a victim of British colonialism. Irish-Americans have long been schooled in an apocalyptic tale encompassing 800 years of national struggle against a supposedly sadistic oppressor.
The histories of the two countries are entwined. The American War of Independence prompted Britain to grant 'Grattan's' shortlived Irish parliament virtual independence in 1782 to appease those preaching Hibernian revolution. Woodrow Wilson's support for small nations bolstered the cause of Irish nationalism after the First World War. And now the successful passage of Bill Clinton's domestic reforms depends on legislative support from the politically powerful Irish lobby.
This long-standing relationship helps to explain the sympathetic and uncritical hearing that Mr Adams has enjoyed from the US media. He was allowed to portray himself as a martyr. Little effort was taken by interviewers to explain the slightness of his electoral support or the nature of IRA violence.
Britain's cause was hardly helped by the broadcasting ban on Sinn Fein, which seems ever more ridiculous and counter-productive and should be dropped with as much haste as is respectable. American enthusiasm for giving Mr Adams a voice was fuelled by the broadcasting ban which runs so contrary to the US constitutional guarantee of free speech.
But Douglas Hurd, who whistled in the wind in America against the statements made by Mr Adams, should not be too down-hearted, and the Prime Minister ought to keep his powder dry. By over-reacting, they have magnified the importance of the visit. A dignified silence would have been a better way to deal with what will be a passing wonder for the American media.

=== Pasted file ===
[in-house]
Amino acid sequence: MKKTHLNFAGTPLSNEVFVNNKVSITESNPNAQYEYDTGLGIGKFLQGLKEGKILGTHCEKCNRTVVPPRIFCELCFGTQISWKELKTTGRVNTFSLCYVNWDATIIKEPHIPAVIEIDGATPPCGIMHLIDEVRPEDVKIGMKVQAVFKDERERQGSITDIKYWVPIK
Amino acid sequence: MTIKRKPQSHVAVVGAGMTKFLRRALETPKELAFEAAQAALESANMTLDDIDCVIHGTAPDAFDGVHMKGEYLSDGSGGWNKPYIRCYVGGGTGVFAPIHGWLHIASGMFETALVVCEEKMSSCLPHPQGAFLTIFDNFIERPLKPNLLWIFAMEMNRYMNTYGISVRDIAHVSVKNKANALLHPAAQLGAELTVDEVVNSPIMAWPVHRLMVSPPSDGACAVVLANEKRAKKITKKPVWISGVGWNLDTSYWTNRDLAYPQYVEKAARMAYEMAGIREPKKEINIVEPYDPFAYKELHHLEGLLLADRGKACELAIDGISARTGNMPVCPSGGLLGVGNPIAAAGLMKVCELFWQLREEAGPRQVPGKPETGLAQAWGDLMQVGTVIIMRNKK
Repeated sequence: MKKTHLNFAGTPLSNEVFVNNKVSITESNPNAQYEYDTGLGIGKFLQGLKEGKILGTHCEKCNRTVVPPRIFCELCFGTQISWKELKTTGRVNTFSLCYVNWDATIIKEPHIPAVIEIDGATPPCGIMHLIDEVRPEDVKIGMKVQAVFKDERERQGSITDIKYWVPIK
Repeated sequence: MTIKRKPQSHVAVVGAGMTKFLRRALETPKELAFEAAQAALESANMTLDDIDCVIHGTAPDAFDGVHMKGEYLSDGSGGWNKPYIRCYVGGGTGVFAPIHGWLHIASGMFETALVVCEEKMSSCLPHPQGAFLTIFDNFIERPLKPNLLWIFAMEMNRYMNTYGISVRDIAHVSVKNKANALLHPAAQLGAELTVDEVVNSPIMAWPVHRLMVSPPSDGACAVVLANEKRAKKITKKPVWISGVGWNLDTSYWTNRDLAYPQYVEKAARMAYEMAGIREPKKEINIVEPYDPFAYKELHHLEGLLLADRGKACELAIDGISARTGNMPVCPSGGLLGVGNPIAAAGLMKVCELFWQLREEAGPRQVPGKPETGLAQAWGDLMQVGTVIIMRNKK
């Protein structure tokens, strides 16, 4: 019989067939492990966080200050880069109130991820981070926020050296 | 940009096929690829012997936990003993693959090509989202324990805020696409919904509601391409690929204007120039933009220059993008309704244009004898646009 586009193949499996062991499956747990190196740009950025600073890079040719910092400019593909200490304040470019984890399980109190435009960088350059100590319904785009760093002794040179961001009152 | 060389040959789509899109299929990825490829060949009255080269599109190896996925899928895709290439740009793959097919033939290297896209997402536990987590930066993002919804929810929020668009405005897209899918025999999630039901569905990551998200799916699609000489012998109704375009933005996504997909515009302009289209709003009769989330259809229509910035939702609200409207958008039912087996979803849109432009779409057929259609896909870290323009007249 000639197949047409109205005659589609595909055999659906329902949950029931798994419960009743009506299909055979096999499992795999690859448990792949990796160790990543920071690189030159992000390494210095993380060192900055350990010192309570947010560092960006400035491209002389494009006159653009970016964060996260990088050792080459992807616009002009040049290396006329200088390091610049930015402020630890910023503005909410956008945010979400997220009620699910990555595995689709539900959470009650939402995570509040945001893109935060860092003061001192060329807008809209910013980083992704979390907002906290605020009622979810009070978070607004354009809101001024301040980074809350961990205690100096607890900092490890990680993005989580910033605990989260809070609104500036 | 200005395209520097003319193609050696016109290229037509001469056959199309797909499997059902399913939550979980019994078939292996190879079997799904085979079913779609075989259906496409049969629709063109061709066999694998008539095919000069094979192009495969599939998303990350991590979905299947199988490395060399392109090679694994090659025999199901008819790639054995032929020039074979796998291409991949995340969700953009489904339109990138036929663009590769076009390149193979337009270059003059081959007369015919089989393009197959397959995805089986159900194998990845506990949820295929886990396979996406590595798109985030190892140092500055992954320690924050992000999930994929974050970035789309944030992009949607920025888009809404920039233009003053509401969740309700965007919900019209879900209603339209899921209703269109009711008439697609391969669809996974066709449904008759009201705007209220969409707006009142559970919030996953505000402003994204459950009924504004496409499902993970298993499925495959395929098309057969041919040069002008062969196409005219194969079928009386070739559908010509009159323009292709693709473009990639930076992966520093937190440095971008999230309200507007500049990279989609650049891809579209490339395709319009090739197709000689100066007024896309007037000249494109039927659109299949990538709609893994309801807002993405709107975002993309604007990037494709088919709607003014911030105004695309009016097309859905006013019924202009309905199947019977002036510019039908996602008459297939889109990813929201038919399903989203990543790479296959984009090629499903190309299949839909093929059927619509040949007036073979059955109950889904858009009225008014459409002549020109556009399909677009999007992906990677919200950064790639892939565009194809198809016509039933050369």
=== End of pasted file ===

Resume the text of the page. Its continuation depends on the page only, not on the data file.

The Sinn Fein leader may have walked the American stage virtually unchallenged, but the British government won an important concession from the US administration to reward its forbearance. President Clinton announced that his electoral pledge to despatch a peace envoy to Northern Ireland had been superseded by the Downing Street declaration. John Major need no longer worry that Washington will interfere in negotiations which the Government prefers to see confined to these islands.
For all the posturing before his Irish-American supporters, President Clinton has little interest in being caught in the mire of Anglo- Irish affairs. He is too involved in pursuing his health reforms to be bothered trying to resolve such apparently intractable problems. The future of Northern Ireland will be decided not on Larry King's chat show but by the two communities within Northern Ireland in concert with the governments of the Irish Republic and the United Kingdom. This is the reality that Mr Adams must now face after the euphoria of his trip.Reuse content